More than a third of Premier League football fans say they regularly watch matches live online via unofficial streams, according to a survey carried out by ComRes and BBC 5 Live, the Corporation’s sport and news radio service.
The poll suggests that younger adults are those most likely to say they stream matches via unauthorised providers. Nearly a quarter of all fans surveyed regularly watch matches online via special technology, such as Kodi boxes.
According to the poll of 1,000 people for 5 live Daily:
On March 8th 2017, an application for a Court Order, that will result in servers streaming unauthorised Premier League content being blocked, was heard and granted in the English High Court. The Premier League (PL) is currently engaged in a range of activity to protect its IP, and the significant investment made in the competition by UK live broadcast partners Sky Sports and BT Sport who paid a record £5.136 billion for the rights. This activity includes:
“The Premier League has been granted significant blocking remedies to further curtail the availability of illegal streams,” said a Premier League spokesman. “For the first time this will enable the Premier League to disrupt and prevent the illegal streaming of our matches via IPTV, so-called Kodi, boxes. The Order was granted under Section 97a of the Copyright, Designs and Patents Act, and further demonstrates our intellectual property rights are protected by the law.”
“This will enable us to target the suppliers of illegal streams to IPTV boxes, and the Internet, in a proportionate and precise manner. We will continue working with ISPs, government and other sports content producers to protect consumers from illegitimate services that offer no recourse when services are removed, provide no parental controls and, in many instances, are provided by individuals involved in other criminal activity.”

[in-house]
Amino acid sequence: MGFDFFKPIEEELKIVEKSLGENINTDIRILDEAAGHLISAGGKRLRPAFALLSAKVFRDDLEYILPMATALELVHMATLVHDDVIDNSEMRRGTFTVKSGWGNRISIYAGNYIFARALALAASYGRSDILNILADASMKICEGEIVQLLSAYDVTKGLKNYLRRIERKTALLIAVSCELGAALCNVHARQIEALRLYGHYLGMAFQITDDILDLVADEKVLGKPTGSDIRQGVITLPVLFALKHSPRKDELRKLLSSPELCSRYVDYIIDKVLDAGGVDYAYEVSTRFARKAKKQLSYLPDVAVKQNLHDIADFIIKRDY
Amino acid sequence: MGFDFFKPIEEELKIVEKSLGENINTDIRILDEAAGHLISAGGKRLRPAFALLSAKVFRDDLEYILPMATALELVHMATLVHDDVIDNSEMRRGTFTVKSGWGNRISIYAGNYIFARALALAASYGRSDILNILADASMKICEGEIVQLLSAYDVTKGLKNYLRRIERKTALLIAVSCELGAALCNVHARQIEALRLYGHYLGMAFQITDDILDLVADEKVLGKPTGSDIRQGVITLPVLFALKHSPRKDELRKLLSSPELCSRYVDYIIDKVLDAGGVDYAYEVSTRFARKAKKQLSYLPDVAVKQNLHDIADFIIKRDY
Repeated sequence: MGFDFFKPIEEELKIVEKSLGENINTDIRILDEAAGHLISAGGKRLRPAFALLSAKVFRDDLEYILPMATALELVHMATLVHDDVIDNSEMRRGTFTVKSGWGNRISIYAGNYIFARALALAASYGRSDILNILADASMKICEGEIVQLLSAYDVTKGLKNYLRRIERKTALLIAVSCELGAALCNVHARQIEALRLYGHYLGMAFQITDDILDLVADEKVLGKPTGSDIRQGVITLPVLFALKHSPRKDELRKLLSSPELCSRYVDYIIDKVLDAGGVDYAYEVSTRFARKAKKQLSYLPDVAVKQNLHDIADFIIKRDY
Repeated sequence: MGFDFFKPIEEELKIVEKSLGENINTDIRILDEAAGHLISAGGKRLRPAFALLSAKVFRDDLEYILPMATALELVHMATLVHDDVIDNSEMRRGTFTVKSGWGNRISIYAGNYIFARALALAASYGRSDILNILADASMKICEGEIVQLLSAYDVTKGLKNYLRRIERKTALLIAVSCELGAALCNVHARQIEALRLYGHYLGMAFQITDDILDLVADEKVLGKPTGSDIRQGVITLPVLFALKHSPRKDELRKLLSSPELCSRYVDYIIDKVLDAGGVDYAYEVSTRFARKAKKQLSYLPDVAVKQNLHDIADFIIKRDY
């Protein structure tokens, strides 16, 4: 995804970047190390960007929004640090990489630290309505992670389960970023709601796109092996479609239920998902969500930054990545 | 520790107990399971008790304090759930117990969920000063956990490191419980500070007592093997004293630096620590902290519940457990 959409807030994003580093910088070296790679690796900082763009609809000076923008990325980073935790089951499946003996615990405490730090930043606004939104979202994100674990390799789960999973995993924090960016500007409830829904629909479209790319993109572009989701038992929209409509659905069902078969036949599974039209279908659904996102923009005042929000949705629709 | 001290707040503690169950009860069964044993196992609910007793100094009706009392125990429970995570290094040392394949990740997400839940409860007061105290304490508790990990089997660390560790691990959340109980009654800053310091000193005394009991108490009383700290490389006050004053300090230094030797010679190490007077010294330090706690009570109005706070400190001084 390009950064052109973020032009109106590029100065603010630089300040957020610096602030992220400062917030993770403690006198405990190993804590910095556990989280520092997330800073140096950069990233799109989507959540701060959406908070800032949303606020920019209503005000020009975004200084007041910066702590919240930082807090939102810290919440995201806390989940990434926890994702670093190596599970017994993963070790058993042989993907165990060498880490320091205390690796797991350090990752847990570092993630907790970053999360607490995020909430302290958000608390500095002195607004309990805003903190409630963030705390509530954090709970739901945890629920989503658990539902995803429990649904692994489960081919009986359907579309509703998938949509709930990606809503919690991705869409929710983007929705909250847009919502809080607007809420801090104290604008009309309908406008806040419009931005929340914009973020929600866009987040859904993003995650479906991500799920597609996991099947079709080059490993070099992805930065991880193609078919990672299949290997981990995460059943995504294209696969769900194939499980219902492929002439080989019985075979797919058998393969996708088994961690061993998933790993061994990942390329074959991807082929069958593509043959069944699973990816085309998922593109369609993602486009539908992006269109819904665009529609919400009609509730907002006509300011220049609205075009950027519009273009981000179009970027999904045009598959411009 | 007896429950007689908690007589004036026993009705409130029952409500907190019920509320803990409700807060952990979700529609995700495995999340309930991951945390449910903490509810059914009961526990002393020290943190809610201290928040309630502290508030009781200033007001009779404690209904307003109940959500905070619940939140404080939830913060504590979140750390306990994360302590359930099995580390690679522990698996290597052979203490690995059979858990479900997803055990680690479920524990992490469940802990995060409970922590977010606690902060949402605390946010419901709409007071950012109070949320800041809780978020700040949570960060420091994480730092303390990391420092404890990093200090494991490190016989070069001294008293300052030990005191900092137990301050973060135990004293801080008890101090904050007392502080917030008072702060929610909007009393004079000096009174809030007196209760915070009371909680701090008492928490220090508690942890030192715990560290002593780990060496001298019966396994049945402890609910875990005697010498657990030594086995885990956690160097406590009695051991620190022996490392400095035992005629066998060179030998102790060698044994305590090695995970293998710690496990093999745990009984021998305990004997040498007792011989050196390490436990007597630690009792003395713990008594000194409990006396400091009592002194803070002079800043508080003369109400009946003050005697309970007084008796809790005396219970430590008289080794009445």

“Fans should know that these pre-loaded boxes enable pirate broadcasts of Premier League football, and other popular content, and are illegal. People who supply them have been jailed or ordered to pay significant financial penalties. We are increasingly seeing prominent apps and add-ons being closed down as the law catches up with them, leading to consumers being out of pocket.”
“The Premier League will continue to protect its copyright, and the legitimate investment made by its broadcasting partners. Their contribution allows our clubs to develop and acquire players, invest in facilities and support the wider football pyramid and communities – all things that fans enjoy and society benefits from.”
On April 26, a ruling by the Court of Justice of the European Union said that the temporary reproduction on a multimedia player of a copyright-protected work obtained by streaming was not exempt from the right of reproduction.
Among the survey’s findings: